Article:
I was taught how to ski by a friend who was a race coach, so I'd hang out with him on practice nights on my first year of skiing. I learned side slipping by following him down the hill with the bag of gates. (which was super hard as as a beginner) I'd stop at each spot while he was drilling the hole and hand him one. Also he'd send me through to side slip the course sometimes when it got rutted up.
This season is my 6th season on skis. I'm evenly good on both sides now, I've figured out the alignment issue mentioned earlier. It took maybe another season or two for it to become as automatic as walking. Since I like freestyle, I'm always playing around and doing silly things. I like doing side slip and falling leaf drills for warming up.
 

jthree

Ski Diva Extraordinaire
I remember when I started in the women's clinics at Smuggs 3 years ago, one of the first things we did was side-slipping and falling leaf. At the time, our teacher was using it before taking us on harder areas and in the trees, as both skills are definitely useful when encountering intimidating terrain.

Later, this same instructor used side-slipping to help us build technique and skills, ie practicing releasing our edges. It was definitely an "aha" moment realizing that getting good at this skill is a stepping stone to better technique and control. I know do this when I can for warm-up/technique practice.
 

marzNC

Angel Diva
Here's Deb Armstrong's take on Falling Leaf as a drill.

Note that doing Falling Leaf as a survival skill on steep terrain would look different. It would go a lot slower.

December 2021
 

Jilly

Moderator
Staff member
I took a CSIA women's instructor camp before Covid. One of the exercises was to side slip a marked corridor, changing sides 1/2 way. Well, I'm good on one side, but not the other. The L4 - Sunny V, was not impressed. She's yelling at me in French, which I sort of understand, but I decided to yell back....English. Not a good experience for me. But side slipping is a skill for sure.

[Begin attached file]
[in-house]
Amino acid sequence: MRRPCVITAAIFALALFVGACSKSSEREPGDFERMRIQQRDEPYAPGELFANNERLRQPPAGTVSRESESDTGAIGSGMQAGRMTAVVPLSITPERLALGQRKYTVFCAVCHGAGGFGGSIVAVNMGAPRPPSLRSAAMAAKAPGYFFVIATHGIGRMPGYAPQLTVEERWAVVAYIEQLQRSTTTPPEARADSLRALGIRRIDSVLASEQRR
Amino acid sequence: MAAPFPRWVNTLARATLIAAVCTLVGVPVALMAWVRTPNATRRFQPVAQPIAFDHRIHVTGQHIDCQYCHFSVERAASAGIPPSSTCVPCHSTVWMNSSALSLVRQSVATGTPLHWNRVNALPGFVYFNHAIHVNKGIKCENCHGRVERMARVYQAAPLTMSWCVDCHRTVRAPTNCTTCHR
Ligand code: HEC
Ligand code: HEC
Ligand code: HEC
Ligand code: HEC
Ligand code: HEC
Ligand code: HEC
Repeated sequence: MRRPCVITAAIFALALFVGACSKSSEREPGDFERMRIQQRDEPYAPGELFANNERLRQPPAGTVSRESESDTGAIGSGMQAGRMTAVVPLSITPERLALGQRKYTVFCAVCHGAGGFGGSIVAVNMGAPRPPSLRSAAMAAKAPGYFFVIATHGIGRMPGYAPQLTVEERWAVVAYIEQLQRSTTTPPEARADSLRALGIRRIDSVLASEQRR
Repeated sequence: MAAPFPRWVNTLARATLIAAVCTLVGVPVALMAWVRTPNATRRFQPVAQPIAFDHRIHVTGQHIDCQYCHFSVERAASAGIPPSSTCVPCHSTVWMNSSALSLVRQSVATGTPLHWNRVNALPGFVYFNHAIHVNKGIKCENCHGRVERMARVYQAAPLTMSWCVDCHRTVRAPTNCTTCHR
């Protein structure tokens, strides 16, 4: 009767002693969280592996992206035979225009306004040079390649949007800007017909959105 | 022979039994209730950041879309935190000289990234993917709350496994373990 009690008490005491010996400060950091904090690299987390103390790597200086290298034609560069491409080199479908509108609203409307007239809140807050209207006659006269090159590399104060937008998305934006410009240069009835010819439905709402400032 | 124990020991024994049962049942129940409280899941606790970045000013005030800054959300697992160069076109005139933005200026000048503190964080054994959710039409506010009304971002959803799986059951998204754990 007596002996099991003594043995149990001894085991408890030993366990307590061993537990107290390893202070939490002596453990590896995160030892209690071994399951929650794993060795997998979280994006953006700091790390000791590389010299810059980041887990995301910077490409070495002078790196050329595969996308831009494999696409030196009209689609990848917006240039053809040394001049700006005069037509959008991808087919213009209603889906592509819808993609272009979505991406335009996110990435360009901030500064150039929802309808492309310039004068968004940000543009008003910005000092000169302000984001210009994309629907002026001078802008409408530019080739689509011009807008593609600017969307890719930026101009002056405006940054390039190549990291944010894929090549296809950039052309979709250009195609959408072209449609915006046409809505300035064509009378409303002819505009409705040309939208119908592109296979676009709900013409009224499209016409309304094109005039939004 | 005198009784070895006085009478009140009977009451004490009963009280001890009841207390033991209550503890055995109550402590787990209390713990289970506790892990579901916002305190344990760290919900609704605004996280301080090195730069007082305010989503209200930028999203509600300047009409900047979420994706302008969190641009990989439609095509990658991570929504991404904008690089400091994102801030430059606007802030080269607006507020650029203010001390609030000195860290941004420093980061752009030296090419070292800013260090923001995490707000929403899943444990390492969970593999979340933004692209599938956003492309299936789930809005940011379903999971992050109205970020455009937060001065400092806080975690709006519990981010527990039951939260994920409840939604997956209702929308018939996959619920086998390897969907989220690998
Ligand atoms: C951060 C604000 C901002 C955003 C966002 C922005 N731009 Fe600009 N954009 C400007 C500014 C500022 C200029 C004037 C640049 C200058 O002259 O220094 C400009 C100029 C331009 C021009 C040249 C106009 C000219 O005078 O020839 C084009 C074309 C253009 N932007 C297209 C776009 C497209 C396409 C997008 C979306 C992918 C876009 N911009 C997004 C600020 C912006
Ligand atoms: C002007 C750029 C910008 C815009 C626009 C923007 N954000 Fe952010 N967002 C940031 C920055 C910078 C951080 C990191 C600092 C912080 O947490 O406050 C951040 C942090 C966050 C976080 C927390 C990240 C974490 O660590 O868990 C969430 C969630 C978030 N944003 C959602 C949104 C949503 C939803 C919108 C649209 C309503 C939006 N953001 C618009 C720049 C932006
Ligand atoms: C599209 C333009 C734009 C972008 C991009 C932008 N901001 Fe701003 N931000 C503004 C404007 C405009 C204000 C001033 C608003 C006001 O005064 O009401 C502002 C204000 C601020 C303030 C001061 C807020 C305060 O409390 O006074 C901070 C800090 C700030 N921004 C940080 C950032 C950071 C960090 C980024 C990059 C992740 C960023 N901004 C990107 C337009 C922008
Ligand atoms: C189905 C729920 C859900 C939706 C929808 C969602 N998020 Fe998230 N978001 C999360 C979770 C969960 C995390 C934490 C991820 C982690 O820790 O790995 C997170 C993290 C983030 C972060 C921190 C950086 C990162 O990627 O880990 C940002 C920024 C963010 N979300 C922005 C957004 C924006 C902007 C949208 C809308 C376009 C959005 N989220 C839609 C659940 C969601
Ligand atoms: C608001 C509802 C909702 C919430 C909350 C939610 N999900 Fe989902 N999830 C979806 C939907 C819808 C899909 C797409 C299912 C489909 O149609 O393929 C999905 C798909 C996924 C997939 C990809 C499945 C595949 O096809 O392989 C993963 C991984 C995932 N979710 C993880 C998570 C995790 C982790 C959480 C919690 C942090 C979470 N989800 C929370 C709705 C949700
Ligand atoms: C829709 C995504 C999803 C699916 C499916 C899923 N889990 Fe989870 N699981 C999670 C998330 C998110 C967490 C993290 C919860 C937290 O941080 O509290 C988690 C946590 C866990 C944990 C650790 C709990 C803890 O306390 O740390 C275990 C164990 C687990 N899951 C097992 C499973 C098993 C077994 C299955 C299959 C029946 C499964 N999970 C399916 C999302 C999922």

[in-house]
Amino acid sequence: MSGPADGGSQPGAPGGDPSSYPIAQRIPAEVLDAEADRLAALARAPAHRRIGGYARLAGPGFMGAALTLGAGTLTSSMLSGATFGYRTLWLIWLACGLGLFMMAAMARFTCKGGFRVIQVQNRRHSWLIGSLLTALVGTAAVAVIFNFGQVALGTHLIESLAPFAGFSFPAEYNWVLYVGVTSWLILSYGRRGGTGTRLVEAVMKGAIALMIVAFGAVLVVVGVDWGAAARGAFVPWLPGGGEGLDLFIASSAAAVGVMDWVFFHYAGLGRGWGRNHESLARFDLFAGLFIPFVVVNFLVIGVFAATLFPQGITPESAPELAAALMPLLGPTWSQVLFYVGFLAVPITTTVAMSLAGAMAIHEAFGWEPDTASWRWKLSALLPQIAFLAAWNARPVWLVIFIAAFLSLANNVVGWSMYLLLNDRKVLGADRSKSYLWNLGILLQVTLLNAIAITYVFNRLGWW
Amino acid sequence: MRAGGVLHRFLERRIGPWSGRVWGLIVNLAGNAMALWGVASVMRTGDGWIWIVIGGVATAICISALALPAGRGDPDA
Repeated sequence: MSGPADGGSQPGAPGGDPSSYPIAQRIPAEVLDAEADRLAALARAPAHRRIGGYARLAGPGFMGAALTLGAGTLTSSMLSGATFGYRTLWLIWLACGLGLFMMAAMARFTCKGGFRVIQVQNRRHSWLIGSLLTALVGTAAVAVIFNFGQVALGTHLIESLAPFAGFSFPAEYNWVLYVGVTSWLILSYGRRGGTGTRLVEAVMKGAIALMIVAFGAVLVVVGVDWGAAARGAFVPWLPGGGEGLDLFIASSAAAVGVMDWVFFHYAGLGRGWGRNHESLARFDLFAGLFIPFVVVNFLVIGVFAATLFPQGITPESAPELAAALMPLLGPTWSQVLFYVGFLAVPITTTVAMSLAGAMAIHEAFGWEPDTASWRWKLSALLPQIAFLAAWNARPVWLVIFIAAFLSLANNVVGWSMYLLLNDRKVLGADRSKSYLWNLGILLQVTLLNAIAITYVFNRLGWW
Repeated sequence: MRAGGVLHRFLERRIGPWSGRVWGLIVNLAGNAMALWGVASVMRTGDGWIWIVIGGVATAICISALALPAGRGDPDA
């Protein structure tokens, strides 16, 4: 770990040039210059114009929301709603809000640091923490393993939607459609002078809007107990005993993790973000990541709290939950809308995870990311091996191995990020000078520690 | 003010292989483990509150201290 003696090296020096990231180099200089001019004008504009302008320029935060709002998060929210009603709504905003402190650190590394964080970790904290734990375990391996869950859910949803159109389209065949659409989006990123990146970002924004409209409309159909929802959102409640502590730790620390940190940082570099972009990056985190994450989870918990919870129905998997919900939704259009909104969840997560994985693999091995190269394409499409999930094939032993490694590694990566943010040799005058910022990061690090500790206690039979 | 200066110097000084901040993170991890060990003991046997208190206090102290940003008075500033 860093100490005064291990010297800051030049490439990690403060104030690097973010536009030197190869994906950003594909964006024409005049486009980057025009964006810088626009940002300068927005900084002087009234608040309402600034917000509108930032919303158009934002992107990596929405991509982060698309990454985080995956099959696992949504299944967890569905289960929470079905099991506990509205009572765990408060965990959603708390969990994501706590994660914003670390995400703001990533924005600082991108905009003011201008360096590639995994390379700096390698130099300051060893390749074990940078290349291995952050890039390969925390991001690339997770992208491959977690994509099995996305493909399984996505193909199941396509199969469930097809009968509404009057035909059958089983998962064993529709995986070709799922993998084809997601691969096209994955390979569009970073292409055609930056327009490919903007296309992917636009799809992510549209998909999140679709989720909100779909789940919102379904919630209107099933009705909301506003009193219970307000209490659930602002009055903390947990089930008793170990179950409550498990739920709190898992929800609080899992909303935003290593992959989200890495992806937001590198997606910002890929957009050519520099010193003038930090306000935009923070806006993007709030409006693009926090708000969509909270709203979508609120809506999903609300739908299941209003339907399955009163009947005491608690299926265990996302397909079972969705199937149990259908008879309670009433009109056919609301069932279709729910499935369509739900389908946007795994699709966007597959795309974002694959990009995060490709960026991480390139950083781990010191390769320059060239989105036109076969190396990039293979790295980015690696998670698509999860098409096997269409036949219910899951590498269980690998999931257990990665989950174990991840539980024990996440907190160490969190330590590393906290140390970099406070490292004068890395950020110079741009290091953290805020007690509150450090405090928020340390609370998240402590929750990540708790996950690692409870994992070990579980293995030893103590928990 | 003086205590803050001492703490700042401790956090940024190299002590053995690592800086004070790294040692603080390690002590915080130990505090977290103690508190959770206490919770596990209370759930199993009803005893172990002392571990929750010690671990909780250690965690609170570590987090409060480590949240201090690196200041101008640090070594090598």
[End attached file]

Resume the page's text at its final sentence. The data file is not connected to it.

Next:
AJM

Ski Diva Extraordinaire
Even though I profess to be a queen at side slipping I am definitely stronger on one side than the other !! We were coming back out of a side country run a couple of seasons ago and had to side slip down the access track which I swear was only just wide enough to fit my ski's across with rocks on either side, needless to say I ended up on my weaker side and wasnt able to turn around due to the narrowness ( I didnt want to end up in the rocks!!!), it took me forever but I made it .... finally. A huge relief to make it to the cat track at the bottom which after what I'd just been through seemed about 6 groomer widths wide but in reality was only about 2 :laughter:
 

Slow Sarah

Angel Diva
I was taught how to ski by a friend who was a race coach, so I'd hang out with him on practice nights on my first year of skiing. I learned side slipping by following him down the hill with the bag of gates. (which was super hard as as a beginner) I'd stop at each spot while he was drilling the hole and hand him one. Also he'd send me through to side slip the course sometimes when it got rutted up.
This season is my 6th season on skis. I'm evenly good on both sides now, I've figured out the alignment issue mentioned earlier. It took maybe another season or two for it to become as automatic as walking. Since I like freestyle, I'm always playing around and doing silly things. I like doing side slip and falling leaf drills for warming up.
Thanks for that! It sounds like the motivation was really there if you had to help someone out and couldn’t stop until the job was complete.